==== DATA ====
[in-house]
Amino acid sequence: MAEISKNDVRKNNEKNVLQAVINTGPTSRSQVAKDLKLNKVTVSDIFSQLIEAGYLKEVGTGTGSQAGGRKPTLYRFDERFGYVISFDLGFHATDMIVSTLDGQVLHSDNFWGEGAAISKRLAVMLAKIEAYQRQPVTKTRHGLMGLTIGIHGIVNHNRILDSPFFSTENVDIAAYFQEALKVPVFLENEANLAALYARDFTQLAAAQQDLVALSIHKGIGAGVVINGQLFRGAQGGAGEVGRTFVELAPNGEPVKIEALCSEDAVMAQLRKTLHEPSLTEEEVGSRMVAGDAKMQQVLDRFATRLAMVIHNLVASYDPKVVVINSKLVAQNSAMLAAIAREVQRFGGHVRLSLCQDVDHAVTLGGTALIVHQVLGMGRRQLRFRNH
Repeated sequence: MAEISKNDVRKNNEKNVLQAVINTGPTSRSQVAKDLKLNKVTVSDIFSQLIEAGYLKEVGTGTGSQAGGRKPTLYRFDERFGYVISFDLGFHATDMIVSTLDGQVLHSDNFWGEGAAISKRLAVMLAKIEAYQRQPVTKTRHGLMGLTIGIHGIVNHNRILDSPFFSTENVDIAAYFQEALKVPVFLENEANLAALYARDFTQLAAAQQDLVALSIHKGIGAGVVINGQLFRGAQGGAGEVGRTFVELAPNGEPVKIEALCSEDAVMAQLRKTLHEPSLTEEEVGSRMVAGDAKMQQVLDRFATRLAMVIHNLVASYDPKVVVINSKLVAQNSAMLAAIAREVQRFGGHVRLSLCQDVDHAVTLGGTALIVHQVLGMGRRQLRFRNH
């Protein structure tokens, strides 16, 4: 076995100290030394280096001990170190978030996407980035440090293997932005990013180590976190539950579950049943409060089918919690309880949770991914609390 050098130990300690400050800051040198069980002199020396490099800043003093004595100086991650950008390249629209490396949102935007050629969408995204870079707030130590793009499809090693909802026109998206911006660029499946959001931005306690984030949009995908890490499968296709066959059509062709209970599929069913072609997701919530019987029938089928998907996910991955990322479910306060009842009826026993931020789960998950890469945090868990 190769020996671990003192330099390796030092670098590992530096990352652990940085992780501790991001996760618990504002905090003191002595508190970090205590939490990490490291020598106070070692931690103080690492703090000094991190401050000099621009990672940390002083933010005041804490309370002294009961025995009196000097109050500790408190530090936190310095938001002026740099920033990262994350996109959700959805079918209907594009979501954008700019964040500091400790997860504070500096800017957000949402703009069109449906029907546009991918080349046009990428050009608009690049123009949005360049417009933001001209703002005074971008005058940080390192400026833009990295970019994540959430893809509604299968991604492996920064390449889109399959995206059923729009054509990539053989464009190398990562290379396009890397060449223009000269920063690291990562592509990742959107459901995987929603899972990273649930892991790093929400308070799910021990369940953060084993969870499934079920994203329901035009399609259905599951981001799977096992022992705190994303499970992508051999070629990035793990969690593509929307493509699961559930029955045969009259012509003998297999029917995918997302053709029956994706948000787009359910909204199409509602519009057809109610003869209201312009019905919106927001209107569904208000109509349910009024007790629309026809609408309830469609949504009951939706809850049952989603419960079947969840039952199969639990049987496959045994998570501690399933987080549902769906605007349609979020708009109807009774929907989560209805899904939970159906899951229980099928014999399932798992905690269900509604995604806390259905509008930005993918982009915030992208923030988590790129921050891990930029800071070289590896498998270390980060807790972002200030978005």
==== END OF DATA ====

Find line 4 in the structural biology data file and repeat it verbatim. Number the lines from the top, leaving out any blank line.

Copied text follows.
């Protein structure tokens, strides 16, 4: 076995100290030394280096001990170190978030996407980035440090293997932005990013180590976190539950579950049943409060089918919690309880949770991914609390 050098130990300690400050800051040198069980002199020396490099800043003093004595100086991650950008390249629209490396949102935007050629969408995204870079707030130590793009499809090693909802026109998206911006660029499946959001931005306690984030949009995908890490499968296709066959059509062709209970599929069913072609997701919530019987029938089928998907996910991955990322479910306060009842009826026993931020789960998950890469945090868990 190769020996671990003192330099390796030092670098590992530096990352652990940085992780501790991001996760618990504002905090003191002595508190970090205590939490990490490291020598106070070692931690103080690492703090000094991190401050000099621009990672940390002083933010005041804490309370002294009961025995009196000097109050500790408190530090936190310095938001002026740099920033990262994350996109959700959805079918209907594009979501954008700019964040500091400790997860504070500096800017957000949402703009069109449906029907546009991918080349046009990428050009608009690049123009949005360049417009933001001209703002005074971008005058940080390192400026833009990295970019994540959430893809509604299968991604492996920064390449889109399959995206059923729009054509990539053989464009190398990562290379396009890397060449223009000269920063690291990562592509990742959107459901995987929603899972990273649930892991790093929400308070799910021990369940953060084993969870499934079920994203329901035009399609259905599951981001799977096992022992705190994303499970992508051999070629990035793990969690593509929307493509699961559930029955045969009259012509003998297999029917995918997302053709029956994706948000787009359910909204199409509602519009057809109610003869209201312009019905919106927001209107569904208000109509349910009024007790629309026809609408309830469609949504009951939706809850049952989603419960079947969840039952199969639990049987496959045994998570501690399933987080549902769906605007349609979020708009109807009774929907989560209805899904939970159906899951229980099928014999399932798992905690269900509604995604806390259905509008930005993918982009915030992208923030988590790129921050891990930029800071070289590896498998270390980060807790972002200030978005």